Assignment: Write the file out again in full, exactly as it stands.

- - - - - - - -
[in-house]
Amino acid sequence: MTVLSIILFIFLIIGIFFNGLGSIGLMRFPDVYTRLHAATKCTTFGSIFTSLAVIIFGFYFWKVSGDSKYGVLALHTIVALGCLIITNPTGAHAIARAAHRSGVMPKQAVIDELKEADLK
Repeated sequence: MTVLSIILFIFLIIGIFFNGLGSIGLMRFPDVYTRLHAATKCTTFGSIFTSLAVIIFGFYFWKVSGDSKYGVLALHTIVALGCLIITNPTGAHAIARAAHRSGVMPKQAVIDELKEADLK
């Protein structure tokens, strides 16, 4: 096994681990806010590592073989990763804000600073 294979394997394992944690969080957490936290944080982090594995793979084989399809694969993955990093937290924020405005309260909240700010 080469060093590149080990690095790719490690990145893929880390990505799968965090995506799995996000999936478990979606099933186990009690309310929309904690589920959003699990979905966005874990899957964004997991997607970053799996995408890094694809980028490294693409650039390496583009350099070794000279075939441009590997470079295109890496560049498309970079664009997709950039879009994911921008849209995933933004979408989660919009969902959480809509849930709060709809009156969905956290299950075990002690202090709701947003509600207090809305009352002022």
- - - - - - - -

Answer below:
[in-house]
Amino acid sequence: MTVLSIILFIFLIIGIFFNGLGSIGLMRFPDVYTRLHAATKCTTFGSIFTSLAVIIFGFYFWKVSGDSKYGVLALHTIVALGCLIITNPTGAHAIARAAHRSGVMPKQAVIDELKEADLK
Repeated sequence: MTVLSIILFIFLIIGIFFNGLGSIGLMRFPDVYTRLHAATKCTTFGSIFTSLAVIIFGFYFWKVSGDSKYGVLALHTIVALGCLIITNPTGAHAIARAAHRSGVMPKQAVIDELKEADLK
């Protein structure tokens, strides 16, 4: 096994681990806010590592073989990763804000600073 294979394997394992944690969080957490936290944080982090594995793979084989399809694969993955990093937290924020405005309260909240700010 080469060093590149080990690095790719490690990145893929880390990505799968965090995506799995996000999936478990979606099933186990009690309310929309904690589920959003699990979905966005874990899957964004997991997607970053799996995408890094694809980028490294693409650039390496583009350099070794000279075939441009590997470079295109890496560049498309970079664009997709950039879009994911921008849209995933933004979408989660919009969902959480809509849930709060709809009156969905956290299950075990002690202090709701947003509600207090809305009352002022």